FINAL RATING: Four stars.SONGWRITING: Nevermore excel in this area as well. The songs on "The Politics of Ecstasy" aren't as long as the longest works by Iron Maiden, Dream Theater, or Opeth, but they still have a very epic and progressive feel to them. Opener "The Seven Tongues of God" is a bit of a clunker, but the album kicks into high gear with the monstrous "This Sacrament" and rarely misses a step from there on out. Most of the songs follow a pretty similar pattern: heavy riffs, intricate arrangements, and just the right amount of melody (think "Master of Puppets" updated for the mid-nineties). There are also plenty of long instrumental passages that allow Jeff and Pat to show off their guitar prowess ("42147," for instance, is five minutes long but only contains about thirty seconds of vocals). There's also a great ballad ("Passenger"), and a brief acoustic instrumental ("Precognition"). Of all the songs on the album, the closer "The Learning" deserves some special mention. At about ten minutes in length, the song encompasses everything that makes Nevermore such a great band. It starts out as a slow, acoustic ballad, but it picks up in complexity, intensity, and heaviness as it goes along. The result is a brilliant, cathartic epic, and probably the album's best song.Despite everything I've already said, what really elevates "The Politics of Ecstasy" to the metal elite is the lyrics. Nevermore's politically charged, philosophical lyrics take aim at greed, shallowness, manipulation, conformity, and oppression. The relationship of the individual to society is a frequently used theme; with songs like "Tiananmen Man" and "The Politics of Ecstasy" emphasizing the importance of fighting for and safeguarding freedom. When Warrel wails "Freedom is never free" in the title track, it's a statement that's really hard not to think about.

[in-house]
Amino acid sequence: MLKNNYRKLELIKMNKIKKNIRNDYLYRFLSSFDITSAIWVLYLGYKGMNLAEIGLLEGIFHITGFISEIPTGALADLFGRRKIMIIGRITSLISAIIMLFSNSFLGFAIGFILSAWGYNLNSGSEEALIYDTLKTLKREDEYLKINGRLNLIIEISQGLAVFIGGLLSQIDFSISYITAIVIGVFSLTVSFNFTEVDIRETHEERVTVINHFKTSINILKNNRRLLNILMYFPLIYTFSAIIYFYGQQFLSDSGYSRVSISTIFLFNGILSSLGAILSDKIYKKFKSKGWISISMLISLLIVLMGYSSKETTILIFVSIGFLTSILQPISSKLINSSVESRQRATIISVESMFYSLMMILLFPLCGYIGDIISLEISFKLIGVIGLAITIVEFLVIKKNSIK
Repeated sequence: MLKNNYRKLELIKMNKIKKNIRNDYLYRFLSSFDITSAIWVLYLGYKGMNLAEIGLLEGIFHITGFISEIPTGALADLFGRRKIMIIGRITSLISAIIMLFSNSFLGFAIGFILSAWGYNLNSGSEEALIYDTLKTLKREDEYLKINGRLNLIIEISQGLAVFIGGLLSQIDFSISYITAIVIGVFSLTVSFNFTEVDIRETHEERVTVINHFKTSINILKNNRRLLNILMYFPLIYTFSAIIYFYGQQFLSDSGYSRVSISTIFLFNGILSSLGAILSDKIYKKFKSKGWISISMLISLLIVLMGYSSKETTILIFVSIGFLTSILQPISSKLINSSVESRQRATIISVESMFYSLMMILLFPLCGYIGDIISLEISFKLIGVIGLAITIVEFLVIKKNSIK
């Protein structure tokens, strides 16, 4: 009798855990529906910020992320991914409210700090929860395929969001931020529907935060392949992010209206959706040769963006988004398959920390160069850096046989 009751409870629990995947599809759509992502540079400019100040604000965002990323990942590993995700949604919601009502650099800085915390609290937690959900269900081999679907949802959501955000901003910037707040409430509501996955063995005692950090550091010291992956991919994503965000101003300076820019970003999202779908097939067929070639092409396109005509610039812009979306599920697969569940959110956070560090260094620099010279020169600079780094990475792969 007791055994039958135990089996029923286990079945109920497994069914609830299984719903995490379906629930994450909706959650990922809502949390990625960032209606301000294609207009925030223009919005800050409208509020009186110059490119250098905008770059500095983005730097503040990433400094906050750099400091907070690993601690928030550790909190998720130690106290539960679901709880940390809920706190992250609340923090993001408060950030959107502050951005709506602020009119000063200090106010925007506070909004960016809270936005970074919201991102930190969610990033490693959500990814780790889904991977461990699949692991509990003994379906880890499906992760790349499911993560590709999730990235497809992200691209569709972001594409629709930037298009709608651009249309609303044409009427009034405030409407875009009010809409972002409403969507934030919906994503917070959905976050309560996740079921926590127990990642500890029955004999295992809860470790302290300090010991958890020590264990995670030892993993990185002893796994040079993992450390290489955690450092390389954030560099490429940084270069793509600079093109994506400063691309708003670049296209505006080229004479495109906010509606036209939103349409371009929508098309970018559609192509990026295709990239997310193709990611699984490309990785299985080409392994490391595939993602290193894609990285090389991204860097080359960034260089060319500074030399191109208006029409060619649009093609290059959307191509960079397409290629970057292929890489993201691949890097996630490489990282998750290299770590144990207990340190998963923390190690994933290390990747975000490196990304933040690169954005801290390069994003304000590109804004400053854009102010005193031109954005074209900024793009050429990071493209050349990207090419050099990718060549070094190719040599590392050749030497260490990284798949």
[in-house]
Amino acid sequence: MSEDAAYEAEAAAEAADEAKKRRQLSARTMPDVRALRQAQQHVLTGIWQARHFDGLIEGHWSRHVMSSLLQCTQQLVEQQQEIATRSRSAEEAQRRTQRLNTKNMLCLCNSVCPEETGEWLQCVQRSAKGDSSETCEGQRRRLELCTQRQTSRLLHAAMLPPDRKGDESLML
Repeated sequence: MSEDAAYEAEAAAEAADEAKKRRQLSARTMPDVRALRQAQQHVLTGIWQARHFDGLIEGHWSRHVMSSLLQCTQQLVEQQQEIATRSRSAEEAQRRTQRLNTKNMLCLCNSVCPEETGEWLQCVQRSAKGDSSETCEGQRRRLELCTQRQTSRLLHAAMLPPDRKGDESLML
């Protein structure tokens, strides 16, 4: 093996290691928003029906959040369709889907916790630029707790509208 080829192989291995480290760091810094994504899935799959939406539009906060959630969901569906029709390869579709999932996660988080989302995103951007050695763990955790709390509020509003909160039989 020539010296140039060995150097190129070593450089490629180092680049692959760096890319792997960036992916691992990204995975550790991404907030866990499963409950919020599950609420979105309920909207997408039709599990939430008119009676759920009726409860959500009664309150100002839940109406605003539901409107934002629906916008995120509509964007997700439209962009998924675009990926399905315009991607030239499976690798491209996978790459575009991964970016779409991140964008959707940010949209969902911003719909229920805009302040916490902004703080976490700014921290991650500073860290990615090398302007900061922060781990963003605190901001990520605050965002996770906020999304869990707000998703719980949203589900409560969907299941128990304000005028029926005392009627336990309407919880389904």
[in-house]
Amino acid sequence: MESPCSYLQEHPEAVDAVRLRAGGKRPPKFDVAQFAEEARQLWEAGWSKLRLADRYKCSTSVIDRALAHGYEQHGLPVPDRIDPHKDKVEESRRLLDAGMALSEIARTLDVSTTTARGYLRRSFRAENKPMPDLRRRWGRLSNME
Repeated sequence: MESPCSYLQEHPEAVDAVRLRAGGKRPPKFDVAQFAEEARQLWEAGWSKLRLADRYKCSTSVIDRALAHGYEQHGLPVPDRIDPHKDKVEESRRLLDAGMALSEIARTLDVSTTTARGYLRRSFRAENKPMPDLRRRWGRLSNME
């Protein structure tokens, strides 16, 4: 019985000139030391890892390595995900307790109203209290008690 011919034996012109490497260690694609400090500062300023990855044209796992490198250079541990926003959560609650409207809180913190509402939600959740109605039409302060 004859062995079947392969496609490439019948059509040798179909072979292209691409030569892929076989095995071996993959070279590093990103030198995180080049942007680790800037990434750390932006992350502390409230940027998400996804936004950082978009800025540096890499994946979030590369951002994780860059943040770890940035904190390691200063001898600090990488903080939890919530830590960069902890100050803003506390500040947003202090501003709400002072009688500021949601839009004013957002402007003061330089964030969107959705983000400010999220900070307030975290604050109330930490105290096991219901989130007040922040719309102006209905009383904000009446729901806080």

FINAL RATING: High four/low five.So, there you have it. With creavity, ambition, and musicianship to spare, Nevermore are part of a good-sized contingent of bands bringing metal into the new millenium. If you think heavy music can't be intelligent, you owe it to yourself to hear "The Politics of Ecstasy." I don't have Nevermore's other albums, but I'll be adding them to my collection REALLY soon."